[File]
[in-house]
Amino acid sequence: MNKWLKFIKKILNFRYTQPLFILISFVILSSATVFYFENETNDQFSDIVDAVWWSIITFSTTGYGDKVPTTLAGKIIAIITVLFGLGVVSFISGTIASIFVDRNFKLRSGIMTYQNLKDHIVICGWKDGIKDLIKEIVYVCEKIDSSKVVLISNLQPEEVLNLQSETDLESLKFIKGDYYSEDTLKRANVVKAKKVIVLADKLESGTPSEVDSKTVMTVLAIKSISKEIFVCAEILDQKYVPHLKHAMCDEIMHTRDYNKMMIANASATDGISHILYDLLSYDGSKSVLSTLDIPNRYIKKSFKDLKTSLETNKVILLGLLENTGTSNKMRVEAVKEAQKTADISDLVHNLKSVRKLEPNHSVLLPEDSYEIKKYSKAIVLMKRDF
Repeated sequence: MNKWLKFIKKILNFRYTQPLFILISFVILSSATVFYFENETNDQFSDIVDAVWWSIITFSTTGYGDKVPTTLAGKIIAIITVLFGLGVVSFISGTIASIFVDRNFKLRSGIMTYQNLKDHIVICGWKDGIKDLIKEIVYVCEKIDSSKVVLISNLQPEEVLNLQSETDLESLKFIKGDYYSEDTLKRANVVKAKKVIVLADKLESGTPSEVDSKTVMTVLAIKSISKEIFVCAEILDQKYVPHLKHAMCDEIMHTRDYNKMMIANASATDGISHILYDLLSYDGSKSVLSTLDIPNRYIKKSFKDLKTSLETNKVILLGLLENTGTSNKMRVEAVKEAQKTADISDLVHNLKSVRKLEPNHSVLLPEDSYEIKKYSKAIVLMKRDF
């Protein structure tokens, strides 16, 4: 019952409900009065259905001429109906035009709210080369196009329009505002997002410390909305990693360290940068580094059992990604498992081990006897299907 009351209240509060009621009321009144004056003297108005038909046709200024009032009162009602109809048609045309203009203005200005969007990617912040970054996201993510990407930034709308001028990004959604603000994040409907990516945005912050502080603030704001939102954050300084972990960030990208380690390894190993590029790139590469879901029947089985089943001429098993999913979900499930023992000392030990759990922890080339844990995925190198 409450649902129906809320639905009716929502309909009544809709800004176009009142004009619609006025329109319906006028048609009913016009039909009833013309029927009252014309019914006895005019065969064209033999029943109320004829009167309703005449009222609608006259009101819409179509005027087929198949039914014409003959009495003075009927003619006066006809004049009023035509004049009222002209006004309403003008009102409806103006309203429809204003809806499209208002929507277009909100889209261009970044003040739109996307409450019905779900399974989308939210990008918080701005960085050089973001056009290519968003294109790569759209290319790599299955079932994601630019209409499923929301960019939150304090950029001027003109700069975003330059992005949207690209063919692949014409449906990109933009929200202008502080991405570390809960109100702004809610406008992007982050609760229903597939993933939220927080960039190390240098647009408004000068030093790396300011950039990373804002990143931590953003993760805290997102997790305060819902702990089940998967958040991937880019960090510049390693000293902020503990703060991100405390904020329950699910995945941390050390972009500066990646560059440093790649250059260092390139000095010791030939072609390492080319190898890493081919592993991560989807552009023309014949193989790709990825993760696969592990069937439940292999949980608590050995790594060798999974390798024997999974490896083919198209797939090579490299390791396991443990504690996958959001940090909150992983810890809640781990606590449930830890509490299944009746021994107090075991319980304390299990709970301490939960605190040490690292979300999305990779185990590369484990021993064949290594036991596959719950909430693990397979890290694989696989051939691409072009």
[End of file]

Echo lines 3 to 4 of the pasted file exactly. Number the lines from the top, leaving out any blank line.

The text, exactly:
Repeated sequence: MNKWLKFIKKILNFRYTQPLFILISFVILSSATVFYFENETNDQFSDIVDAVWWSIITFSTTGYGDKVPTTLAGKIIAIITVLFGLGVVSFISGTIASIFVDRNFKLRSGIMTYQNLKDHIVICGWKDGIKDLIKEIVYVCEKIDSSKVVLISNLQPEEVLNLQSETDLESLKFIKGDYYSEDTLKRANVVKAKKVIVLADKLESGTPSEVDSKTVMTVLAIKSISKEIFVCAEILDQKYVPHLKHAMCDEIMHTRDYNKMMIANASATDGISHILYDLLSYDGSKSVLSTLDIPNRYIKKSFKDLKTSLETNKVILLGLLENTGTSNKMRVEAVKEAQKTADISDLVHNLKSVRKLEPNHSVLLPEDSYEIKKYSKAIVLMKRDF
């Protein structure tokens, strides 16, 4: 019952409900009065259905001429109906035009709210080369196009329009505002997002410390909305990693360290940068580094059992990604498992081990006897299907 009351209240509060009621009321009144004056003297108005038909046709200024009032009162009602109809048609045309203009203005200005969007990617912040970054996201993510990407930034709308001028990004959604603000994040409907990516945005912050502080603030704001939102954050300084972990960030990208380690390894190993590029790139590469879901029947089985089943001429098993999913979900499930023992000392030990759990922890080339844990995925190198 409450649902129906809320639905009716929502309909009544809709800004176009009142004009619609006025329109319906006028048609009913016009039909009833013309029927009252014309019914006895005019065969064209033999029943109320004829009167309703005449009222609608006259009101819409179509005027087929198949039914014409003959009495003075009927003619006066006809004049009023035509004049009222002209006004309403003008009102409806103006309203429809204003809806499209208002929507277009909100889209261009970044003040739109996307409450019905779900399974989308939210990008918080701005960085050089973001056009290519968003294109790569759209290319790599299955079932994601630019209409499923929301960019939150304090950029001027003109700069975003330059992005949207690209063919692949014409449906990109933009929200202008502080991405570390809960109100702004809610406008992007982050609760229903597939993933939220927080960039190390240098647009408004000068030093790396300011950039990373804002990143931590953003993760805290997102997790305060819902702990089940998967958040991937880019960090510049390693000293902020503990703060991100405390904020329950699910995945941390050390972009500066990646560059440093790649250059260092390139000095010791030939072609390492080319190898890493081919592993991560989807552009023309014949193989790709990825993760696969592990069937439940292999949980608590050995790594060798999974390798024997999974490896083919198209797939090579490299390791396991443990504690996958959001940090909150992983810890809640781990606590449930830890509490299944009746021994107090075991319980304390299990709970301490939960605190040490690292979300999305990779185990590369484990021993064949290594036991596959719950909430693990397979890290694989696989051939691409072009």